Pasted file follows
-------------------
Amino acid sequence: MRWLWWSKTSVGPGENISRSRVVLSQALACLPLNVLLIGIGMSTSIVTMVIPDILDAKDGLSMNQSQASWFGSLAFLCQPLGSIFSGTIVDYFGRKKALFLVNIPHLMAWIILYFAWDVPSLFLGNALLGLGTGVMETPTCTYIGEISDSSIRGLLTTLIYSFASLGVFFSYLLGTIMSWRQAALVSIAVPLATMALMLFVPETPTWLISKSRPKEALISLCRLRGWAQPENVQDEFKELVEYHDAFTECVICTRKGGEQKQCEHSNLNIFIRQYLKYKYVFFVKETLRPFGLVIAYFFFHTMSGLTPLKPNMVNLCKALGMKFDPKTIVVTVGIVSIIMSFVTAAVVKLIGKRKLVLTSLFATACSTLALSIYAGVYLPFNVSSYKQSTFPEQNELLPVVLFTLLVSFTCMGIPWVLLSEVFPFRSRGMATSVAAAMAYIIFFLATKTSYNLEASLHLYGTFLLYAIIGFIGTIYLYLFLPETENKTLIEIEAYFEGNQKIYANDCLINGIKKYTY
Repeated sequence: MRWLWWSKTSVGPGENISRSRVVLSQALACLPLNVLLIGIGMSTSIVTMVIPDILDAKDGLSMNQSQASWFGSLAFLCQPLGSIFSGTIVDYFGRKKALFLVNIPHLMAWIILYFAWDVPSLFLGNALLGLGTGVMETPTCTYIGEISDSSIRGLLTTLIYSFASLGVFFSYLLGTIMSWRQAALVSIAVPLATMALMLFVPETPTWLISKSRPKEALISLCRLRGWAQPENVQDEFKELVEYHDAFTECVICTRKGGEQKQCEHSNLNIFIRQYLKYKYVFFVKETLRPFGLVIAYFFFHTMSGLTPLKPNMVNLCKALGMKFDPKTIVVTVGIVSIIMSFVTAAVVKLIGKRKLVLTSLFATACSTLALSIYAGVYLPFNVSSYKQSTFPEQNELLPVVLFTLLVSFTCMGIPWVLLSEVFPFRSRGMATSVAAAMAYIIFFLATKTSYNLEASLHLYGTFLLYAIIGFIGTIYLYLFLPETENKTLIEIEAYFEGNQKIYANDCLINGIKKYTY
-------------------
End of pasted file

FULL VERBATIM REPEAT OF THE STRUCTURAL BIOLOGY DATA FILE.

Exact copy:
Amino acid sequence: MRWLWWSKTSVGPGENISRSRVVLSQALACLPLNVLLIGIGMSTSIVTMVIPDILDAKDGLSMNQSQASWFGSLAFLCQPLGSIFSGTIVDYFGRKKALFLVNIPHLMAWIILYFAWDVPSLFLGNALLGLGTGVMETPTCTYIGEISDSSIRGLLTTLIYSFASLGVFFSYLLGTIMSWRQAALVSIAVPLATMALMLFVPETPTWLISKSRPKEALISLCRLRGWAQPENVQDEFKELVEYHDAFTECVICTRKGGEQKQCEHSNLNIFIRQYLKYKYVFFVKETLRPFGLVIAYFFFHTMSGLTPLKPNMVNLCKALGMKFDPKTIVVTVGIVSIIMSFVTAAVVKLIGKRKLVLTSLFATACSTLALSIYAGVYLPFNVSSYKQSTFPEQNELLPVVLFTLLVSFTCMGIPWVLLSEVFPFRSRGMATSVAAAMAYIIFFLATKTSYNLEASLHLYGTFLLYAIIGFIGTIYLYLFLPETENKTLIEIEAYFEGNQKIYANDCLINGIKKYTY
Repeated sequence: MRWLWWSKTSVGPGENISRSRVVLSQALACLPLNVLLIGIGMSTSIVTMVIPDILDAKDGLSMNQSQASWFGSLAFLCQPLGSIFSGTIVDYFGRKKALFLVNIPHLMAWIILYFAWDVPSLFLGNALLGLGTGVMETPTCTYIGEISDSSIRGLLTTLIYSFASLGVFFSYLLGTIMSWRQAALVSIAVPLATMALMLFVPETPTWLISKSRPKEALISLCRLRGWAQPENVQDEFKELVEYHDAFTECVICTRKGGEQKQCEHSNLNIFIRQYLKYKYVFFVKETLRPFGLVIAYFFFHTMSGLTPLKPNMVNLCKALGMKFDPKTIVVTVGIVSIIMSFVTAAVVKLIGKRKLVLTSLFATACSTLALSIYAGVYLPFNVSSYKQSTFPEQNELLPVVLFTLLVSFTCMGIPWVLLSEVFPFRSRGMATSVAAAMAYIIFFLATKTSYNLEASLHLYGTFLLYAIIGFIGTIYLYLFLPETENKTLIEIEAYFEGNQKIYANDCLINGIKKYTY